April 23, 2020
Federal Tax Policy Fellow
April 23, 2020
The third stimulus package—the Coronavirus Aid, Relief, and Economic Security (CARES) Act—was deeply flawed. It did not have to be this way. Yes, the COVID-19 crisis forced Congress to act quickly. But lawmakers could have ensured better targeted and better timed relief if our system of social supports did more through automatic stabilizers for the economy, meaning they take effect, or ramp up, as soon as the economy deteriorates, resulting in government spending that pumps money into the economy even in the absence of any legislative action.
With adequate automatic stabilizers, the United States might not end up with economic relief bills that have provisions tucked in them mostly helping millionaires, as we learned was the case with a CARES Act provision suspending limits on business losses. And regular people could get help more quickly, blunting the economic downturn.
Why Automatic Stabilizers Are Better
The United States has some automatic stabilizers in place, but they are limited and insufficient. For example, during a recession, more unemployment insurance (U.I.) benefits are paid out simply because more people are unemployed, and this increased U.I. spending partly offsets the drop in consumer demand that would otherwise occur. But U.I. is structured to allow state programs to run out of funds during a recession unless Congress provides federal support to prop them up.
A stronger U.I. system is just one example of how the United States could have protected people and the economy more effectively. Providing automatic cash payments to households is another. The cash payments provided by the CARES Act (which are usually described as tax rebates) provide important relief, but they could be even more effective if Congress had already taken the time to enact them as a program that kicks in automatically when triggered by certain economic indicators. As it was, it took several weeks for payments to start arriving, and many people are still waiting.
A variety of proposals could automatize relief during times of economic turmoil ranging from creating new programs to expanding existing ones (see research from the Economic Policy Institute and Washington Center for Equitable Growth, among others). Advance planning can target relief to populations in most acute need and ensure that help is not held hostage by time-consuming political wrangling ahead of economic downturns. Just as importantly, automatizing temporary expansions in social programs can ensure that lawmakers aren’t pressured into pumping the brakes on those programs too early during the economic recovery. In 2013, for example, more than one million unemployed people who had been looking for work for more than six months were cut off from the Emergency Unemployment Compensation program, even as the unemployment rate remained elevated at 6.7 percent.
What We Got Instead of Automatic Stabilizers
Unfortunately, as people face the current crisis, Congress has rushed to draft several relief packages with little time for analysis and even less ability for the public to understand what was being enacted.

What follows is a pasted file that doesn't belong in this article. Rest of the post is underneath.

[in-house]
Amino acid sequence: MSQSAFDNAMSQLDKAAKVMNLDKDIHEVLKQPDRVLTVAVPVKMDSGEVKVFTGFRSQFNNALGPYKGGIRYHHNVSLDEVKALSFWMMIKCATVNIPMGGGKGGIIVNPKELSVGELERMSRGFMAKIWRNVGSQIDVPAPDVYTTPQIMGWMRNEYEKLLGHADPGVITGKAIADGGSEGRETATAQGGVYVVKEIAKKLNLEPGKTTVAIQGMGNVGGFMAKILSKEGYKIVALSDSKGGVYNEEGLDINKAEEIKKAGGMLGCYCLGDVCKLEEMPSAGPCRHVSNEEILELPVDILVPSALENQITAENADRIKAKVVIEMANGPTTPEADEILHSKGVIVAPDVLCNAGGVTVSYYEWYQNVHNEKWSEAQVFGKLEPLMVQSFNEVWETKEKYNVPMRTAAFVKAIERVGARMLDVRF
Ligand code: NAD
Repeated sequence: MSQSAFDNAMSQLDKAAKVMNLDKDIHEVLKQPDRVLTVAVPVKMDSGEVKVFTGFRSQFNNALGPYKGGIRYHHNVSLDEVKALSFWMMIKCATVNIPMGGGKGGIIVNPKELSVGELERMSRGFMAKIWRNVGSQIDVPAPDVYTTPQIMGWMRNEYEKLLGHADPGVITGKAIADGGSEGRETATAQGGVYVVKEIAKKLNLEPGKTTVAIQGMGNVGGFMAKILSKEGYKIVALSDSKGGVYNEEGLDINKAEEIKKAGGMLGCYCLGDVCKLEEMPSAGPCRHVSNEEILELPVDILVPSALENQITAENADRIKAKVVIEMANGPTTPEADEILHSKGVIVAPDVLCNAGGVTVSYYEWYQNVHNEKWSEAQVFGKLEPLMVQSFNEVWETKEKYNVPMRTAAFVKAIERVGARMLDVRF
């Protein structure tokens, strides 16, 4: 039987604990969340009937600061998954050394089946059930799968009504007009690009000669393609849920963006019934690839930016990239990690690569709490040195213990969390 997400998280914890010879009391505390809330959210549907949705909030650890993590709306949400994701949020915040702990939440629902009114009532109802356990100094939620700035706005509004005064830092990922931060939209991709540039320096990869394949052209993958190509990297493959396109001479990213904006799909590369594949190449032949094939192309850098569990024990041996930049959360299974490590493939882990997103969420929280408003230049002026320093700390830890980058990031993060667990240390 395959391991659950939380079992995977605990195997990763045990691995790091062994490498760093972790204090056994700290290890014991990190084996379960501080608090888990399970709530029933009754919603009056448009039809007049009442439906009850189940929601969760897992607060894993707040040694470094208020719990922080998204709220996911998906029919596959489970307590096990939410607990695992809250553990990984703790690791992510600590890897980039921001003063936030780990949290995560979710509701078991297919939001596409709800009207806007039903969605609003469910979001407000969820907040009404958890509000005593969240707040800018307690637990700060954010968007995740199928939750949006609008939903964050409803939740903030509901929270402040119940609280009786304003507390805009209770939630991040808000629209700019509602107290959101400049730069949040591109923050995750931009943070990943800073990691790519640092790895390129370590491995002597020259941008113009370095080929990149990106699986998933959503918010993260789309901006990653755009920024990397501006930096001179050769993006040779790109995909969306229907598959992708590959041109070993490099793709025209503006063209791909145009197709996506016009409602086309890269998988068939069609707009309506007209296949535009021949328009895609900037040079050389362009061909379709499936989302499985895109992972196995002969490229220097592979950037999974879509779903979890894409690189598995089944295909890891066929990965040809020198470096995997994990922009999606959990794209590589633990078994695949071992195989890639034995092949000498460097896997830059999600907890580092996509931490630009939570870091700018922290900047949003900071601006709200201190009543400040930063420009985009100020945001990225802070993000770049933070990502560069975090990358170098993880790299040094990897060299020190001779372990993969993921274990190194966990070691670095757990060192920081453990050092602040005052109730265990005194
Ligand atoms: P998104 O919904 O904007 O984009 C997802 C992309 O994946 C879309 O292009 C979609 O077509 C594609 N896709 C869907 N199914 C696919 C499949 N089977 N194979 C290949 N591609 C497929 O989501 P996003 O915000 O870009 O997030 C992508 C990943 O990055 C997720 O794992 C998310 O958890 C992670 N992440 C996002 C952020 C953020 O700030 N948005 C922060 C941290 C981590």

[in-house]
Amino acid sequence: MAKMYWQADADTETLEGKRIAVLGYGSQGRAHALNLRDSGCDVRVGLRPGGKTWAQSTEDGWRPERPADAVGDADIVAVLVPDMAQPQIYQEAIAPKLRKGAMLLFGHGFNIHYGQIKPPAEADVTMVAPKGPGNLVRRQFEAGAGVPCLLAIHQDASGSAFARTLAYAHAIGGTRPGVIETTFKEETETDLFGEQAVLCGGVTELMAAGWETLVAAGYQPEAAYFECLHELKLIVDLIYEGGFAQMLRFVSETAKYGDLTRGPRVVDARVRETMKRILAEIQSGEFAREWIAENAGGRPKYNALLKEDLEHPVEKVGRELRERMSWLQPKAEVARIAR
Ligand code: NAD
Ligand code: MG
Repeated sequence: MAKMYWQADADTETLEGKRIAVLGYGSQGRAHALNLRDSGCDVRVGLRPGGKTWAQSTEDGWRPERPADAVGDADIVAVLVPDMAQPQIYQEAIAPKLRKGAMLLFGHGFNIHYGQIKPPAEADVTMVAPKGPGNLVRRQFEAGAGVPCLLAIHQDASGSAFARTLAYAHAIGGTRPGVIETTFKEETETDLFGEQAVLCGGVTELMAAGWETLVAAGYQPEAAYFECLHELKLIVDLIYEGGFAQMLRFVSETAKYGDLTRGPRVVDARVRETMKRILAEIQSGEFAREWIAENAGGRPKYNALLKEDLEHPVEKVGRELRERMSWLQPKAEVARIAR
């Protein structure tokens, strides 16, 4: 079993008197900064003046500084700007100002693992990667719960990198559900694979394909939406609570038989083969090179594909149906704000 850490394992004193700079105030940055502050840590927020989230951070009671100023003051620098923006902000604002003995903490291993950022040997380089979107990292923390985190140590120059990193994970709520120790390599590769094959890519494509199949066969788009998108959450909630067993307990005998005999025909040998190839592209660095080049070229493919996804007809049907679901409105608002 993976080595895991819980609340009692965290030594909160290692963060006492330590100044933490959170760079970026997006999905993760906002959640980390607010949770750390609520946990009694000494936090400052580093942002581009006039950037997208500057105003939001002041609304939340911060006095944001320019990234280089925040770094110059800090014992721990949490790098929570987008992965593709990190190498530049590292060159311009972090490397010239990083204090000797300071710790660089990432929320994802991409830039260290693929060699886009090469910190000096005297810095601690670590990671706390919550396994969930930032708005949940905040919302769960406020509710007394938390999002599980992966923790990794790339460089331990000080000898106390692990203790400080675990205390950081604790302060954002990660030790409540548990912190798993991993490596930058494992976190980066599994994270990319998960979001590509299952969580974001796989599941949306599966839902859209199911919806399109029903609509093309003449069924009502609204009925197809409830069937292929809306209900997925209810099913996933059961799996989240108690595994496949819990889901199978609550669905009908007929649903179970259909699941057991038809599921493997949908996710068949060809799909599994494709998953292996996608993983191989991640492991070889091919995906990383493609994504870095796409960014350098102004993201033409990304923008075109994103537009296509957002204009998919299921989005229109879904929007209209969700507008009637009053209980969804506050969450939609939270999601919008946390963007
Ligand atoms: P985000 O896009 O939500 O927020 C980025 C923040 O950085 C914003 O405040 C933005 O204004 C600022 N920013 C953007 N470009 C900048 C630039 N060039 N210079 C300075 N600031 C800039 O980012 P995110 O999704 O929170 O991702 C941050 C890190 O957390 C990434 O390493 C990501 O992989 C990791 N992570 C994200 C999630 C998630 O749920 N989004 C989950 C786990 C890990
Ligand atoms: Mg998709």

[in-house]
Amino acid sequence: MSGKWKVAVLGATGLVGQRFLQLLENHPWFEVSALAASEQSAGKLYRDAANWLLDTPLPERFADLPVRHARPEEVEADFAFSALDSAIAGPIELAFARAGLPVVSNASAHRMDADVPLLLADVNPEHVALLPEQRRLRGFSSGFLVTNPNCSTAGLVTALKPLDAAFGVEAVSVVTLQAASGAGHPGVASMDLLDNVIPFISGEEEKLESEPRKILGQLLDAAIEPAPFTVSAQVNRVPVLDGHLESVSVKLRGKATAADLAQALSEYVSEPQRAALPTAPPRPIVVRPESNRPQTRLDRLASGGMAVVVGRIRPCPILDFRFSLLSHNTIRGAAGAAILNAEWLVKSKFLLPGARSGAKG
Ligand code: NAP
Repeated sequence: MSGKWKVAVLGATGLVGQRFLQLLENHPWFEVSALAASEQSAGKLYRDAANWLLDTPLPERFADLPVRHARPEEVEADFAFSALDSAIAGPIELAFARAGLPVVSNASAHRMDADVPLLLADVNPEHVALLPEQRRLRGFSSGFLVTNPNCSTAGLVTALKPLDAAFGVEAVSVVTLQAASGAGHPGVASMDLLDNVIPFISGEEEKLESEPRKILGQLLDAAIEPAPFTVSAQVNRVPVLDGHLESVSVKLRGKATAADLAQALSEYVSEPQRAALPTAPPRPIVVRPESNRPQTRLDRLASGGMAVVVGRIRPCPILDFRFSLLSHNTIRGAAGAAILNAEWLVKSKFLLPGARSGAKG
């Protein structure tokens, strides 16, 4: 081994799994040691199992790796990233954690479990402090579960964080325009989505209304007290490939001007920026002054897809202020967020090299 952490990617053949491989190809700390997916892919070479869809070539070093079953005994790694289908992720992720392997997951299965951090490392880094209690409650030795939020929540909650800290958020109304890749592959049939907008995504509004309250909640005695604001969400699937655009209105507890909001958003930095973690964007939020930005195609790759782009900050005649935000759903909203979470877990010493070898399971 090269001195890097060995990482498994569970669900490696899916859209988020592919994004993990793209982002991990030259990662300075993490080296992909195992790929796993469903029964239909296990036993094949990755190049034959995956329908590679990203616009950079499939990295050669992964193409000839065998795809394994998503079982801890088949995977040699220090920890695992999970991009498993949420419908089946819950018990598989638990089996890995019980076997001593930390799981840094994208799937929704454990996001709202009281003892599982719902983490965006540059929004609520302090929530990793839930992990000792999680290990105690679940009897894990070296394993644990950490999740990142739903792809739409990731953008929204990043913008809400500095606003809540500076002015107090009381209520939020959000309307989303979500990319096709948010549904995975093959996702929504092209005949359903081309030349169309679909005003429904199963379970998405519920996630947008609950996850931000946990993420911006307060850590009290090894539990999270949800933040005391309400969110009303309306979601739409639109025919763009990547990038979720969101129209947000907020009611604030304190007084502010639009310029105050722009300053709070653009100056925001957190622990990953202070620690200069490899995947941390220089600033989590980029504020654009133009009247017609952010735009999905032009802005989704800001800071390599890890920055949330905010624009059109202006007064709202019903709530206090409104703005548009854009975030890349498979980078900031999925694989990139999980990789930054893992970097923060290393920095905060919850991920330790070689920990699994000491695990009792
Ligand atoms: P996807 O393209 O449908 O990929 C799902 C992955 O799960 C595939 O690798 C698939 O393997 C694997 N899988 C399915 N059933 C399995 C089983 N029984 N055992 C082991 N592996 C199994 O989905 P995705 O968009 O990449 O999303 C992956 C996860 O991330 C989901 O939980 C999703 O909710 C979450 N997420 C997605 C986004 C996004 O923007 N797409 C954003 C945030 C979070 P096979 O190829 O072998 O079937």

The results speak for themselves. A handful of the CARES Act’s most generous concessions to business overwhelmingly benefit the highest-income tax filers. For example, the CARES Act substantially changed rules related to business losses. A suspension of limits on excess business losses is estimated to channel almost 82 percent of its benefits to those making more than $1 million annually in 2020. On average, those benefiting are expected to receive a windfall of more than $661,500, hundreds of times larger than the modest $1,720 average payment going to working families.
Provisions changing loss rules could cost a combined $195 billion over the next decade—more than the rescue package spends on aid to hospitals and healthcare providers or direct assistance to state and local governments. The scope of these modifications can scarcely be tied to the type of economic relief that workers and small businesses could benefit from, and the widespread gaming these types of changes incentivize are overwhelmingly enjoyed by the wealthiest and most powerful.
The disappointment many feel about these last-minute provisions is not an indictment of the widely-agreed upon need for stimulus spending—instead, it shines a harsh light on the realities of crisis-driven budgeting.
Decades of underfunding of social protection programs and deliberate attempts to bureaucratically disentitle populations by creating byzantine processes for filing benefit claims has meant many working people are struggling to find relief. Additionally, down-to-the-wire negotiations left several notable Easter eggs for advocates and the public to discover and attempt to address after the fact—and this within recent memory of the largest tax package in a generation sailing through Congress before many lawmakers had time to read the 479-page bill.
As frustrations about the on-going push for additional stimulus relief grow, opportunities to expand automatic stabilizers for now and the future ripen. This crisis has exposed decades-long cracks in our economic system which have exacerbated inequalities and reduced the resilience of the working families. We can’t avoid the next downturn. What Congress can do is ensure adequate relief to families from which to negotiate upwards. And we can minimize the opportunities for poorly-targeted giveaways. Those two things would ensure that individuals and families suffer less, and that economic resources are targeted where they’ll do most to spur recovery.